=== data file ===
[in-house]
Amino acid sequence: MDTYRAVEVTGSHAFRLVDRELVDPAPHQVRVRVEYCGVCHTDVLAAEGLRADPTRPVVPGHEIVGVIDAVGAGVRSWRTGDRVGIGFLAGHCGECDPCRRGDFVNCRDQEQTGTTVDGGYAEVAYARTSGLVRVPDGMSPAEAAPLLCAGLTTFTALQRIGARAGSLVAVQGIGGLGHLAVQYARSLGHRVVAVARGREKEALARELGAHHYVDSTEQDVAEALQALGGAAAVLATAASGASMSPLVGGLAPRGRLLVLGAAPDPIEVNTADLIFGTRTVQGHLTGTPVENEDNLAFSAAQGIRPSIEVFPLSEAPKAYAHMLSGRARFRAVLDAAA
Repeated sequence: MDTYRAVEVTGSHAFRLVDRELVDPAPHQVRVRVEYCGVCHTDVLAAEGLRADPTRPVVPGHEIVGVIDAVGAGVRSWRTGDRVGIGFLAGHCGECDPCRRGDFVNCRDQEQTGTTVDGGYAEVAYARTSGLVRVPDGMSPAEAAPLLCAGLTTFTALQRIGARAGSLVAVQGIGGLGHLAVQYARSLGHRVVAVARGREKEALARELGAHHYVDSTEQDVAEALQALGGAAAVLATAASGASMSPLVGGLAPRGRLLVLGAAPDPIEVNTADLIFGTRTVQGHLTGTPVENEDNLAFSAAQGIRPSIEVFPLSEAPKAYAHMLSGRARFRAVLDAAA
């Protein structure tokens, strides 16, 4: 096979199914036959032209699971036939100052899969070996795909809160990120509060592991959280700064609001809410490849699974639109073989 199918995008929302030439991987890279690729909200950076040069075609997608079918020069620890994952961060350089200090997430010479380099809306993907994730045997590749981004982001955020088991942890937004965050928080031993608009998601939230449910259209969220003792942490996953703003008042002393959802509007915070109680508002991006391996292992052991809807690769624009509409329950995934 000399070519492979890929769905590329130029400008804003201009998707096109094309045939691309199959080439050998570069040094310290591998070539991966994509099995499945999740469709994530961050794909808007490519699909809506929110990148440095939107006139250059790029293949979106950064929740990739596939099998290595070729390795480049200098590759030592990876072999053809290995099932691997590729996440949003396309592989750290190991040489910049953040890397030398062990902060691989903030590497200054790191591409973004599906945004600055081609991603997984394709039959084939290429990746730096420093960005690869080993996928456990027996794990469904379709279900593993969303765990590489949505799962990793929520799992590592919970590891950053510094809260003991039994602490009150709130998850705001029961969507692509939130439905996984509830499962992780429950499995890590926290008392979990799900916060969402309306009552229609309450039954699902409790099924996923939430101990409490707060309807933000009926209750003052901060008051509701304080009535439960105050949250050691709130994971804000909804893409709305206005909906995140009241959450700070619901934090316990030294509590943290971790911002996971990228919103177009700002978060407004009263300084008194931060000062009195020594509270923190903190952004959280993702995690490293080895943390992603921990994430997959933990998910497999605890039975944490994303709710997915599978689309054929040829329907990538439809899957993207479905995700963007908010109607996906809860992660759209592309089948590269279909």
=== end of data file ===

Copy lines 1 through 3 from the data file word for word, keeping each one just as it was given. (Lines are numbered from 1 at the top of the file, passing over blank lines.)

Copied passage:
[in-house]
Amino acid sequence: MDTYRAVEVTGSHAFRLVDRELVDPAPHQVRVRVEYCGVCHTDVLAAEGLRADPTRPVVPGHEIVGVIDAVGAGVRSWRTGDRVGIGFLAGHCGECDPCRRGDFVNCRDQEQTGTTVDGGYAEVAYARTSGLVRVPDGMSPAEAAPLLCAGLTTFTALQRIGARAGSLVAVQGIGGLGHLAVQYARSLGHRVVAVARGREKEALARELGAHHYVDSTEQDVAEALQALGGAAAVLATAASGASMSPLVGGLAPRGRLLVLGAAPDPIEVNTADLIFGTRTVQGHLTGTPVENEDNLAFSAAQGIRPSIEVFPLSEAPKAYAHMLSGRARFRAVLDAAA
Repeated sequence: MDTYRAVEVTGSHAFRLVDRELVDPAPHQVRVRVEYCGVCHTDVLAAEGLRADPTRPVVPGHEIVGVIDAVGAGVRSWRTGDRVGIGFLAGHCGECDPCRRGDFVNCRDQEQTGTTVDGGYAEVAYARTSGLVRVPDGMSPAEAAPLLCAGLTTFTALQRIGARAGSLVAVQGIGGLGHLAVQYARSLGHRVVAVARGREKEALARELGAHHYVDSTEQDVAEALQALGGAAAVLATAASGASMSPLVGGLAPRGRLLVLGAAPDPIEVNTADLIFGTRTVQGHLTGTPVENEDNLAFSAAQGIRPSIEVFPLSEAPKAYAHMLSGRARFRAVLDAAA